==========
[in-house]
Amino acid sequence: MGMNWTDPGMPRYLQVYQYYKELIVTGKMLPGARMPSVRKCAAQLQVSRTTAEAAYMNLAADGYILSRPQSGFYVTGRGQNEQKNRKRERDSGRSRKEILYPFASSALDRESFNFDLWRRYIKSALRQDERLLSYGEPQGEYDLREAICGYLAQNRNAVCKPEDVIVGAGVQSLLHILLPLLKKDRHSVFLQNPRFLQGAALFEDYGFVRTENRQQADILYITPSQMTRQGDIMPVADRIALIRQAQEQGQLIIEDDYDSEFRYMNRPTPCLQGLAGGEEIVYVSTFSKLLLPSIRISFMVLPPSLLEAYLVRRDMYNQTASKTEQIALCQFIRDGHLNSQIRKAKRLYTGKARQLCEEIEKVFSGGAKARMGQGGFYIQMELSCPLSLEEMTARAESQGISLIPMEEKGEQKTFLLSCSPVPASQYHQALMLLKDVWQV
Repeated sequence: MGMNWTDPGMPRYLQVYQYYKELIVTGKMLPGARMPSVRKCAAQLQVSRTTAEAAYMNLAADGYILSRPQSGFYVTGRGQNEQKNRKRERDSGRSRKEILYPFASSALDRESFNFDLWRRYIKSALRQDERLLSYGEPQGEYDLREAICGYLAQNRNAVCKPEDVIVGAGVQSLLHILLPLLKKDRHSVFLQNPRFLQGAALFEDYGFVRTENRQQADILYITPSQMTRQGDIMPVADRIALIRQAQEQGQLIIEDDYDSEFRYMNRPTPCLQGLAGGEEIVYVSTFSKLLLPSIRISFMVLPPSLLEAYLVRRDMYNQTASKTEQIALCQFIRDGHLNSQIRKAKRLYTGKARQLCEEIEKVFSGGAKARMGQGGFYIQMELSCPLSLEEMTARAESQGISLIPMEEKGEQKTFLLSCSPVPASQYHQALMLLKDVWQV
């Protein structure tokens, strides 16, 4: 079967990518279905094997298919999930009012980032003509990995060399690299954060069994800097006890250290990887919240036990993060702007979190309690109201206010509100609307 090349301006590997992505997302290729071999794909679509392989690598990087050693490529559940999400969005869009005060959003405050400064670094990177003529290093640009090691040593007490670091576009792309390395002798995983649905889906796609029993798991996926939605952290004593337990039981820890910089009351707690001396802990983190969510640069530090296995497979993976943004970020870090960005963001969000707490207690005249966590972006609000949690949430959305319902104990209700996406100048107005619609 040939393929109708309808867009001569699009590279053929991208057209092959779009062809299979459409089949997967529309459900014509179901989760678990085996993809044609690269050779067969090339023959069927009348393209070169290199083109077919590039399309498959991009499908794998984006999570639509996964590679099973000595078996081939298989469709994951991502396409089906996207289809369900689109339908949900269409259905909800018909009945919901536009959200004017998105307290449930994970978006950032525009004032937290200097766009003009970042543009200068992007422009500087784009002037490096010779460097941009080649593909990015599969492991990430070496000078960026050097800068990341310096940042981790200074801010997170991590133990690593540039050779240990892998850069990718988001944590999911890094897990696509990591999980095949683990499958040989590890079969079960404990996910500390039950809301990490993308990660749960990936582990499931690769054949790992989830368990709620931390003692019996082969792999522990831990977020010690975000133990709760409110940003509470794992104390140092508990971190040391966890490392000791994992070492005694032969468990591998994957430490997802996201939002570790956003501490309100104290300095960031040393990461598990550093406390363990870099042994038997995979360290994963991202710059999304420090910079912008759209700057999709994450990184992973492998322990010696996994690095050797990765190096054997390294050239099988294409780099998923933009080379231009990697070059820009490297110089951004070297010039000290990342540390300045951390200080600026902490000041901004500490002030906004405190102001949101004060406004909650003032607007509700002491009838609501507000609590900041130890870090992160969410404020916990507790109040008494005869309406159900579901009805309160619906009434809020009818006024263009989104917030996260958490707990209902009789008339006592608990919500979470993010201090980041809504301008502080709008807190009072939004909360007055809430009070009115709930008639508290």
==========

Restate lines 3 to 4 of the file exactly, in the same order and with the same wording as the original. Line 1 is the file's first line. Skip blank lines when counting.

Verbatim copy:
Repeated sequence: MGMNWTDPGMPRYLQVYQYYKELIVTGKMLPGARMPSVRKCAAQLQVSRTTAEAAYMNLAADGYILSRPQSGFYVTGRGQNEQKNRKRERDSGRSRKEILYPFASSALDRESFNFDLWRRYIKSALRQDERLLSYGEPQGEYDLREAICGYLAQNRNAVCKPEDVIVGAGVQSLLHILLPLLKKDRHSVFLQNPRFLQGAALFEDYGFVRTENRQQADILYITPSQMTRQGDIMPVADRIALIRQAQEQGQLIIEDDYDSEFRYMNRPTPCLQGLAGGEEIVYVSTFSKLLLPSIRISFMVLPPSLLEAYLVRRDMYNQTASKTEQIALCQFIRDGHLNSQIRKAKRLYTGKARQLCEEIEKVFSGGAKARMGQGGFYIQMELSCPLSLEEMTARAESQGISLIPMEEKGEQKTFLLSCSPVPASQYHQALMLLKDVWQV
């Protein structure tokens, strides 16, 4: 079967990518279905094997298919999930009012980032003509990995060399690299954060069994800097006890250290990887919240036990993060702007979190309690109201206010509100609307 090349301006590997992505997302290729071999794909679509392989690598990087050693490529559940999400969005869009005060959003405050400064670094990177003529290093640009090691040593007490670091576009792309390395002798995983649905889906796609029993798991996926939605952290004593337990039981820890910089009351707690001396802990983190969510640069530090296995497979993976943004970020870090960005963001969000707490207690005249966590972006609000949690949430959305319902104990209700996406100048107005619609 040939393929109708309808867009001569699009590279053929991208057209092959779009062809299979459409089949997967529309459900014509179901989760678990085996993809044609690269050779067969090339023959069927009348393209070169290199083109077919590039399309498959991009499908794998984006999570639509996964590679099973000595078996081939298989469709994951991502396409089906996207289809369900689109339908949900269409259905909800018909009945919901536009959200004017998105307290449930994970978006950032525009004032937290200097766009003009970042543009200068992007422009500087784009002037490096010779460097941009080649593909990015599969492991990430070496000078960026050097800068990341310096940042981790200074801010997170991590133990690593540039050779240990892998850069990718988001944590999911890094897990696509990591999980095949683990499958040989590890079969079960404990996910500390039950809301990490993308990660749960990936582990499931690769054949790992989830368990709620931390003692019996082969792999522990831990977020010690975000133990709760409110940003509470794992104390140092508990971190040391966890490392000791994992070492005694032969468990591998994957430490997802996201939002570790956003501490309100104290300095960031040393990461598990550093406390363990870099042994038997995979360290994963991202710059999304420090910079912008759209700057999709994450990184992973492998322990010696996994690095050797990765190096054997390294050239099988294409780099998923933009080379231009990697070059820009490297110089951004070297010039000290990342540390300045951390200080600026902490000041901004500490002030906004405190102001949101004060406004909650003032607007509700002491009838609501507000609590900041130890870090992160969410404020916990507790109040008494005869309406159900579901009805309160619906009434809020009818006024263009989104917030996260958490707990209902009789008339006592608990919500979470993010201090980041809504301008502080709008807190009072939004909360007055809430009070009115709930008639508290």